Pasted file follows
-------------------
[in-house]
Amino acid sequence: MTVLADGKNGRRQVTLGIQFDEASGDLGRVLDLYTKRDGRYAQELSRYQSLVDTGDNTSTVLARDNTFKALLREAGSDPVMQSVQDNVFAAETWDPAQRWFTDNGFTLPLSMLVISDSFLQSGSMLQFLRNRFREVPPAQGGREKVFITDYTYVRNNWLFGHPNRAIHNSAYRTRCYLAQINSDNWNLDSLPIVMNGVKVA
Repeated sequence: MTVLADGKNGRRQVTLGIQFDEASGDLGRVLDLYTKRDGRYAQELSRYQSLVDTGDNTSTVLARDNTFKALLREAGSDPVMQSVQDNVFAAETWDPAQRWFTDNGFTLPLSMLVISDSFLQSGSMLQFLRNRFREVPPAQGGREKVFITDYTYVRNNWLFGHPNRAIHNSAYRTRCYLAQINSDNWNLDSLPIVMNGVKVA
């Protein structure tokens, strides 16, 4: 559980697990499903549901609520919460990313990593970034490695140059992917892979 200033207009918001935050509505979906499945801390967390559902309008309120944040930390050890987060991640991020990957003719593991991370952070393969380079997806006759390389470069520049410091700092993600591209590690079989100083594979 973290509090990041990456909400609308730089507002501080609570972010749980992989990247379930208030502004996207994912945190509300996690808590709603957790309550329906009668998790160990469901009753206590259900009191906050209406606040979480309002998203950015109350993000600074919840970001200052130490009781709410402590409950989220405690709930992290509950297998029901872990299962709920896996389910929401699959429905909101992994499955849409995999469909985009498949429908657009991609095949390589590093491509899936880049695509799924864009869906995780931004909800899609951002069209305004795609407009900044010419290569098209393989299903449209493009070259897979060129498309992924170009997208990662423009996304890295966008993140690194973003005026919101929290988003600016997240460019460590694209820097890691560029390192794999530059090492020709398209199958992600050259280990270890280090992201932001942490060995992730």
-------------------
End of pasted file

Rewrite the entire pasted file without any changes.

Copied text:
[in-house]
Amino acid sequence: MTVLADGKNGRRQVTLGIQFDEASGDLGRVLDLYTKRDGRYAQELSRYQSLVDTGDNTSTVLARDNTFKALLREAGSDPVMQSVQDNVFAAETWDPAQRWFTDNGFTLPLSMLVISDSFLQSGSMLQFLRNRFREVPPAQGGREKVFITDYTYVRNNWLFGHPNRAIHNSAYRTRCYLAQINSDNWNLDSLPIVMNGVKVA
Repeated sequence: MTVLADGKNGRRQVTLGIQFDEASGDLGRVLDLYTKRDGRYAQELSRYQSLVDTGDNTSTVLARDNTFKALLREAGSDPVMQSVQDNVFAAETWDPAQRWFTDNGFTLPLSMLVISDSFLQSGSMLQFLRNRFREVPPAQGGREKVFITDYTYVRNNWLFGHPNRAIHNSAYRTRCYLAQINSDNWNLDSLPIVMNGVKVA
């Protein structure tokens, strides 16, 4: 559980697990499903549901609520919460990313990593970034490695140059992917892979 200033207009918001935050509505979906499945801390967390559902309008309120944040930390050890987060991640991020990957003719593991991370952070393969380079997806006759390389470069520049410091700092993600591209590690079989100083594979 973290509090990041990456909400609308730089507002501080609570972010749980992989990247379930208030502004996207994912945190509300996690808590709603957790309550329906009668998790160990469901009753206590259900009191906050209406606040979480309002998203950015109350993000600074919840970001200052130490009781709410402590409950989220405690709930992290509950297998029901872990299962709920896996389910929401699959429905909101992994499955849409995999469909985009498949429908657009991609095949390589590093491509899936880049695509799924864009869906995780931004909800899609951002069209305004795609407009900044010419290569098209393989299903449209493009070259897979060129498309992924170009997208990662423009996304890295966008993140690194973003005026919101929290988003600016997240460019460590694209820097890691560029390192794999530059090492020709398209199958992600050259280990270890280090992201932001942490060995992730």